I doubt ICANN’s decision to auction off many TLDs will be reversed in the near future — and it probably doesn’t matter, either. There are already many generic TLDs in “wide distribution” (much as the English language is also in wide distribution across the globe). Over time, as more and more people become more and more literate, they will become more and more aware of the very large number of proprietary fiefdoms, versus the relatively small number of generic TLDs.

The widely distributed generic TLDs are like dictionaries. Each word in such dictionaries functions as it’s own specialized search engine — whether for “shopping”, or “hotels”, or “cars”, or whatever. Market forces will ultimately result in trustworthy information appearing in rational media.

Pay Attention: suppress unwanted information + become blind to what you do not want to see

paying attention also involves choosing what to ignore. For an object to come into the spotlight, thousands of others must remain in the shadows. To direct attention is to choose, filter, and select: this is why cognitive scientists speak of selective attention. This form of attention amplifies the signal which is selected, but it also dramatically reduces those that are deemed irrelevant. The technical term for this mechanism is “biased competition”: at any given moment, many sensory inputs compete for our brain’s resources, and attention biases this competition by strengthening the representation of the selected item while squashing the others.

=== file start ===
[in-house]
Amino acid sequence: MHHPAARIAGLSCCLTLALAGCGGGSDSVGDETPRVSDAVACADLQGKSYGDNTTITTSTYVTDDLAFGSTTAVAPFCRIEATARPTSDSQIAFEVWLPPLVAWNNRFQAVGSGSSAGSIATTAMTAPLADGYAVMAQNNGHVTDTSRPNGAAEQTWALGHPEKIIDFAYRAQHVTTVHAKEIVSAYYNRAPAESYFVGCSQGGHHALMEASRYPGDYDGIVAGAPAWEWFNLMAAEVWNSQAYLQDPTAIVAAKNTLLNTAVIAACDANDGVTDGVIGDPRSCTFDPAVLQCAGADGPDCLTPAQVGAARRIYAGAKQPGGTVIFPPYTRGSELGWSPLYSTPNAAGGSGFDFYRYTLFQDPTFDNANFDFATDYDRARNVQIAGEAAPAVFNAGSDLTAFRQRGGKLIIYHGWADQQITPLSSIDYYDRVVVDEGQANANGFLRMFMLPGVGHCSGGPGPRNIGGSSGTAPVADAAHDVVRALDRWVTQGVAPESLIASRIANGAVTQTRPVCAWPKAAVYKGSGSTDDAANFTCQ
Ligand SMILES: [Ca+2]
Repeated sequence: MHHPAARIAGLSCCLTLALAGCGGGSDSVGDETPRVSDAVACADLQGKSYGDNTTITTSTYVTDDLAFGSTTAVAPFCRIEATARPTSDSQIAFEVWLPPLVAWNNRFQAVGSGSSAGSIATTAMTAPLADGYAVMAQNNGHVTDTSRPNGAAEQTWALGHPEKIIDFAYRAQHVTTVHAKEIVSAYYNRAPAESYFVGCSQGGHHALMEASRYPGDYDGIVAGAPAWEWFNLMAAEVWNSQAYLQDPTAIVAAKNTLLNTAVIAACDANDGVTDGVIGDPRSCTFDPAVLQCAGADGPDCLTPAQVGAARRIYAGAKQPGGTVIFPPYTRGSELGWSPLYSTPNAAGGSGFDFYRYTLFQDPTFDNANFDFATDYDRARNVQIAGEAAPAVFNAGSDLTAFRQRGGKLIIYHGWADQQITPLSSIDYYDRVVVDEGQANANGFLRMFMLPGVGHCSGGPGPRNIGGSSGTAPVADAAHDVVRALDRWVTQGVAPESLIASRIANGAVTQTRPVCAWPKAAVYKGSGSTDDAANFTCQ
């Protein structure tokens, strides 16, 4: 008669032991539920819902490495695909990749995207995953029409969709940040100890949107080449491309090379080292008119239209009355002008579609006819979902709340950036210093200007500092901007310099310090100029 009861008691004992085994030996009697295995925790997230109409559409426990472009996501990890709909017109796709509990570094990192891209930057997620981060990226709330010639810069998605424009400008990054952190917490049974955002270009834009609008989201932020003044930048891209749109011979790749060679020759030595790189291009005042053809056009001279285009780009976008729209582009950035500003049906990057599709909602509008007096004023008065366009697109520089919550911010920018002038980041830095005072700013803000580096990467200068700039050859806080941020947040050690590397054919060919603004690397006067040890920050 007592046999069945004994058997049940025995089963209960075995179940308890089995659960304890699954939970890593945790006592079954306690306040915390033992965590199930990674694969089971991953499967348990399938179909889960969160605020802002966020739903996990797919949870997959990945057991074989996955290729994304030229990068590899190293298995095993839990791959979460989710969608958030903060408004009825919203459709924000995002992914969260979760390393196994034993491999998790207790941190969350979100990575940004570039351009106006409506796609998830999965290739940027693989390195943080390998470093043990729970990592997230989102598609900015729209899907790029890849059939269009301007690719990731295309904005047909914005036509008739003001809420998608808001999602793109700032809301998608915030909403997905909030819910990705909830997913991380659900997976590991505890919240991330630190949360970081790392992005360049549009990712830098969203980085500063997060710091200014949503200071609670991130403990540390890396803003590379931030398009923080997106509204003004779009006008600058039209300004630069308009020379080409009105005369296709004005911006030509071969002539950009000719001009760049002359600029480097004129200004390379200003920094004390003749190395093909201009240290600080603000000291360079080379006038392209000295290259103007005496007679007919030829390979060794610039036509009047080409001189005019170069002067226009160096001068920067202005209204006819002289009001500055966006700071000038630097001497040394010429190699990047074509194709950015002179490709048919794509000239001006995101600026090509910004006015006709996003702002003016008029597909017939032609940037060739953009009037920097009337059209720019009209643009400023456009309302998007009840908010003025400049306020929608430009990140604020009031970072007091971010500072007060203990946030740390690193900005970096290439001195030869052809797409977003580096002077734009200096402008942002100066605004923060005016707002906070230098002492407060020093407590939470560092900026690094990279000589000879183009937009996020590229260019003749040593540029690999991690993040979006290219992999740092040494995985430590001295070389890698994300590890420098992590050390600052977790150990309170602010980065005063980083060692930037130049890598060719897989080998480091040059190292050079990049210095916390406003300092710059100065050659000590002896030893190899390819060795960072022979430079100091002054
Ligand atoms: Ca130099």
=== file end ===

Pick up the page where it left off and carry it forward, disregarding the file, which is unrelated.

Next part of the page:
As you + I … — as we may think

Indeed, there are (in my humble opinion) many phenomena throughout the everyday lives of humans, perhaps throughout all of life in general which are embedded with principles of automatism / automaticity. One of the primary reasons we aren’t talking a whole lot about them is that these things seem invisible to our awareness, or perhaps so blatantly obvious that we don’t ever mention them because we’re convinced they must be plain and simple “common sense”.

If you think outside the box, “externality” thinking is impossible

I read Bruno Latour’s “Science in Action” several decades ago (as a graduate student in information science). Here’s a quick update from the professor, albeit in an interview that is very difficult to follow, mainly because of the way interviewer / interviewee (fail to) communicate with one another — ironically, this is a tragic case of inappropriate technology in action. 😉